I had a really deep weird thought recently and I'm not sure if I wrote about it before. I'm too lazy to go check so if this is a repeat you'll have to forgive me.
Losing weight is like being pregnant. When you are expecting it's an ever-present state. No matter what you're doing it's always with you, your body and your mind. You rarely forget about it, even for a moment. At most moments in your day it is the most significant thing going on for you. You day dream about the end result constantly, you spend alot of time planning and preparing your meals and actvities to make sure you keep your baby healthy. You know things will be very different at the end, but it won't be over because you will have a baby, a child, a person to nurture for the rest of your life.
So significant weight loss is like that for me - always on my mind, always the undercurrent to whatever else may be happening. I spend alot of time, energy and emotion to support it. There is an end goal but I know it isn't really an "end", just a change. I know this metaphor doesn't hold up if you stretch it too much so I won't - but that ever present-ness has dwindled for me lately. That may be normal for this stage - it's been six months, but I am too close to where I want to be to slack off now.
I do know that I'm feeling more like my new self than I have since before Christmas. Yesterday and today little things like how much milk I put in my coffee seem important again and I'm glad. I need to keep my eye on the prize and I was getting a little nervous about the small habits and patterns that were showing thier ugly little heads. I've said this before - every bite matters. And every workout matters. They both matter as much, if not more, in my mind than they do on the scale. And what's in my head translates to the scale every time.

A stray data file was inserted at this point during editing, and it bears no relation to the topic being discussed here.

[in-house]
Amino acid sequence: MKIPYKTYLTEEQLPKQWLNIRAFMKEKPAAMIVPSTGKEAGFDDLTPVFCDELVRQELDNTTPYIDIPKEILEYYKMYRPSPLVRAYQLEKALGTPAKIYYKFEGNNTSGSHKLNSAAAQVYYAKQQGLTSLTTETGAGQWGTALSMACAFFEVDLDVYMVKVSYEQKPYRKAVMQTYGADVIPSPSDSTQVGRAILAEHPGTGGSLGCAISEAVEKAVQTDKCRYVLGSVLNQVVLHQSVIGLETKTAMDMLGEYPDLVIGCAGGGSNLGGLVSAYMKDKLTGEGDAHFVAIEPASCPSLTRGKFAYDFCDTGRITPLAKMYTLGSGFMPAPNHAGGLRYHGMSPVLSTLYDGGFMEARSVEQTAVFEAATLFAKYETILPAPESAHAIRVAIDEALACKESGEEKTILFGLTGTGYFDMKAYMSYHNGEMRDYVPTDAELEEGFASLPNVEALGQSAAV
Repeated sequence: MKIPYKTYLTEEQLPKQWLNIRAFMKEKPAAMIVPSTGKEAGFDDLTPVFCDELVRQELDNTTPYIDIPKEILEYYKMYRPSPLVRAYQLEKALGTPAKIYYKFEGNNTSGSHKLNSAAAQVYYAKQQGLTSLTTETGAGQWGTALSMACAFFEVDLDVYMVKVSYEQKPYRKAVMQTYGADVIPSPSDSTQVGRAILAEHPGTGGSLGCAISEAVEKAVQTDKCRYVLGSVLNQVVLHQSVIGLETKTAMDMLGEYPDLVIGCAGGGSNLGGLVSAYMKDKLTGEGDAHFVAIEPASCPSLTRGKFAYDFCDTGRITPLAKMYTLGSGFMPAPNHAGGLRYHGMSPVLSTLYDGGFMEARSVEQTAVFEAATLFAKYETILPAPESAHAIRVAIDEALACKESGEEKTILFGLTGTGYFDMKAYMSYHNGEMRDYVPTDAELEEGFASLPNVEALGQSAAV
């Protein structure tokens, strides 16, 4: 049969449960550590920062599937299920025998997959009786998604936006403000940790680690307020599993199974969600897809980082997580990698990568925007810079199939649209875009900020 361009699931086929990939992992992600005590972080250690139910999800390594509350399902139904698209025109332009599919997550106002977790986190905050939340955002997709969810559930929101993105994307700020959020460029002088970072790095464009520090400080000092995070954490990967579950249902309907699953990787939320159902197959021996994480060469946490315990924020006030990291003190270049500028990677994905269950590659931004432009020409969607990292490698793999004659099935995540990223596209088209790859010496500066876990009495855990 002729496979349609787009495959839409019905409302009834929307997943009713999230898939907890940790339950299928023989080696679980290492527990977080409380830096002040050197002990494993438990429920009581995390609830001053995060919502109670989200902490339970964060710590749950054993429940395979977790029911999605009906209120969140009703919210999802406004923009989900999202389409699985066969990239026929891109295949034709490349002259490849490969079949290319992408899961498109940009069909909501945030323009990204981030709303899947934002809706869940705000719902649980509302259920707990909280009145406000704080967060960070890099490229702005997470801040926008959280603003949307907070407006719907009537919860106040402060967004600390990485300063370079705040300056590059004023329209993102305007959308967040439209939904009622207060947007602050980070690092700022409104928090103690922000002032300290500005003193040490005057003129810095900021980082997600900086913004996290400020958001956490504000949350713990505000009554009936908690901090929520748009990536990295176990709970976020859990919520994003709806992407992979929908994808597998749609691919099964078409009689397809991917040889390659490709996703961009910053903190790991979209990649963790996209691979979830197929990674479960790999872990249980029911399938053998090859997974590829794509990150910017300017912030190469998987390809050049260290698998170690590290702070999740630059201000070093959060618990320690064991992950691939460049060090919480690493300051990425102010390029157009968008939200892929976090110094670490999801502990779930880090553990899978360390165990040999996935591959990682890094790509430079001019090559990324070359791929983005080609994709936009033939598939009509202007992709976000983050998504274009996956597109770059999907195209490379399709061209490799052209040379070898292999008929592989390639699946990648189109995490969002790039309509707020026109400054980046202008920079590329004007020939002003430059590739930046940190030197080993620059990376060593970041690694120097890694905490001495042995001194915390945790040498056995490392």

These are some of my "little foxes that spoil the vineyards"...
1. Not measuring and thinking that it doesn't matter
2. Thinking that I should eat a cinnamon roll because "it's not every day that I make fresh baked cinnamon rolls"
3. What's a couple hundred extra calories in the big picture
4. Being impatient when I'm hungry and eating the easiest thing instead of the best thing
5. Thinking I deserve to eat what I want even if it's more than I need
These little thoughts, if they take root will lead me back down the road that got me in trouble to begin with. I remember being a pretty, slightly curvy 13/14 year old - being told and telling myself that was cute that I could eat a double whopper with cheese and still be "skinny". First of all, a double whopper with cheese is never cute. Second, the mentality of doing unhealthy things and escaping the consequences is pure folly - where did I get that mindset? Ok this is going beyond my silly little pregnancy analogy so I better stop, but it's something for me to think about.